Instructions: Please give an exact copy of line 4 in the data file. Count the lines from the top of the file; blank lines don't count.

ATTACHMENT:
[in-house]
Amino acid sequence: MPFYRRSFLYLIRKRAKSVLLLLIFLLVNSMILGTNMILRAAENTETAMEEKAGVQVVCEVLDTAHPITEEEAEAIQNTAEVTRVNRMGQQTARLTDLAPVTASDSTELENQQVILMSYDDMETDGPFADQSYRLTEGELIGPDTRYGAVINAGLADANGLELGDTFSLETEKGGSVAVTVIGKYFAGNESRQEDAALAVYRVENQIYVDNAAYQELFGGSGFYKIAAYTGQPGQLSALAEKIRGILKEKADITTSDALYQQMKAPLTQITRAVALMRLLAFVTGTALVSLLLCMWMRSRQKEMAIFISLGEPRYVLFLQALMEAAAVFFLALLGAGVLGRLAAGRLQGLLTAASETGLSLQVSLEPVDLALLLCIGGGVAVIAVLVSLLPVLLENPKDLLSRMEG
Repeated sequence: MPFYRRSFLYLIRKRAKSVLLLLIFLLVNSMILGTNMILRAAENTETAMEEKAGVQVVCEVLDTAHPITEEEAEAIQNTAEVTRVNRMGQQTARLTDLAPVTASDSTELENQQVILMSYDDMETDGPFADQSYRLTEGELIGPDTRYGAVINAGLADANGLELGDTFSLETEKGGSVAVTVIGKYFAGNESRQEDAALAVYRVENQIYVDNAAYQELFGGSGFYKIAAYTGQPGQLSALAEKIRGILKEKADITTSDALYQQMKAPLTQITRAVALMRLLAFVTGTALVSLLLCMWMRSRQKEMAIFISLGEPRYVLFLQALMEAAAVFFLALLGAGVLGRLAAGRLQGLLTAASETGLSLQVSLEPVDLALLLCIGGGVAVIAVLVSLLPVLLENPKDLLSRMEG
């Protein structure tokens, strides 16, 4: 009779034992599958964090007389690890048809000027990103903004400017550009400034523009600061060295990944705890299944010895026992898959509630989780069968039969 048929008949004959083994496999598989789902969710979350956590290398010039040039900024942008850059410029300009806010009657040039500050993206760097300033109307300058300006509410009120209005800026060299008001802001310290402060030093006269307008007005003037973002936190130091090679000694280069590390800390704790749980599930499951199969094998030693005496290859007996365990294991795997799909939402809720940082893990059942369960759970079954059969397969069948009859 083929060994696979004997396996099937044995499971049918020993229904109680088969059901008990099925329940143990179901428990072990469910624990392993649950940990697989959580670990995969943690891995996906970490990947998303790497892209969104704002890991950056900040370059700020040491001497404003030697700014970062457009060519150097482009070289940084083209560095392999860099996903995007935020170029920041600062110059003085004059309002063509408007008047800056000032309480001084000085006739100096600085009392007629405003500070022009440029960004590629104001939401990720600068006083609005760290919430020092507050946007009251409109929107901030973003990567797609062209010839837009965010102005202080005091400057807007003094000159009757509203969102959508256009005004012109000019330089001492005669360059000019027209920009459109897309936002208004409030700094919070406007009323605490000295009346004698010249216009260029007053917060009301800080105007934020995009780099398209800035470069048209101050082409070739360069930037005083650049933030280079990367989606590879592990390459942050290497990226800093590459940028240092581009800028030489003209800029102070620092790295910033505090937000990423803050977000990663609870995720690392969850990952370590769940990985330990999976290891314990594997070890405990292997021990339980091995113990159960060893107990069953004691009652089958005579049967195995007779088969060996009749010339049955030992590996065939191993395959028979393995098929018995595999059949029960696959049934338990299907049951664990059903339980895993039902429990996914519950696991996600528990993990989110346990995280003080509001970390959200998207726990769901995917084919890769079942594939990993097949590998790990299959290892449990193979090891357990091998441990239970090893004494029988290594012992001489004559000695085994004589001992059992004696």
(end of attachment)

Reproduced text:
């Protein structure tokens, strides 16, 4: 009779034992599958964090007389690890048809000027990103903004400017550009400034523009600061060295990944705890299944010895026992898959509630989780069968039969 048929008949004959083994496999598989789902969710979350956590290398010039040039900024942008850059410029300009806010009657040039500050993206760097300033109307300058300006509410009120209005800026060299008001802001310290402060030093006269307008007005003037973002936190130091090679000694280069590390800390704790749980599930499951199969094998030693005496290859007996365990294991795997799909939402809720940082893990059942369960759970079954059969397969069948009859 083929060994696979004997396996099937044995499971049918020993229904109680088969059901008990099925329940143990179901428990072990469910624990392993649950940990697989959580670990995969943690891995996906970490990947998303790497892209969104704002890991950056900040370059700020040491001497404003030697700014970062457009060519150097482009070289940084083209560095392999860099996903995007935020170029920041600062110059003085004059309002063509408007008047800056000032309480001084000085006739100096600085009392007629405003500070022009440029960004590629104001939401990720600068006083609005760290919430020092507050946007009251409109929107901030973003990567797609062209010839837009965010102005202080005091400057807007003094000159009757509203969102959508256009005004012109000019330089001492005669360059000019027209920009459109897309936002208004409030700094919070406007009323605490000295009346004698010249216009260029007053917060009301800080105007934020995009780099398209800035470069048209101050082409070739360069930037005083650049933030280079990367989606590879592990390459942050290497990226800093590459940028240092581009800028030489003209800029102070620092790295910033505090937000990423803050977000990663609870995720690392969850990952370590769940990985330990999976290891314990594997070890405990292997021990339980091995113990159960060893107990069953004691009652089958005579049967195995007779088969060996009749010339049955030992590996065939191993395959028979393995098929018995595999059949029960696959049934338990299907049951664990059903339980895993039902429990996914519950696991996600528990993990989110346990995280003080509001970390959200998207726990769901995917084919890769079942594939990993097949590998790990299959290892449990193979090891357990091998441990239970090893004494029988290594012992001489004559000695085994004589001992059992004696």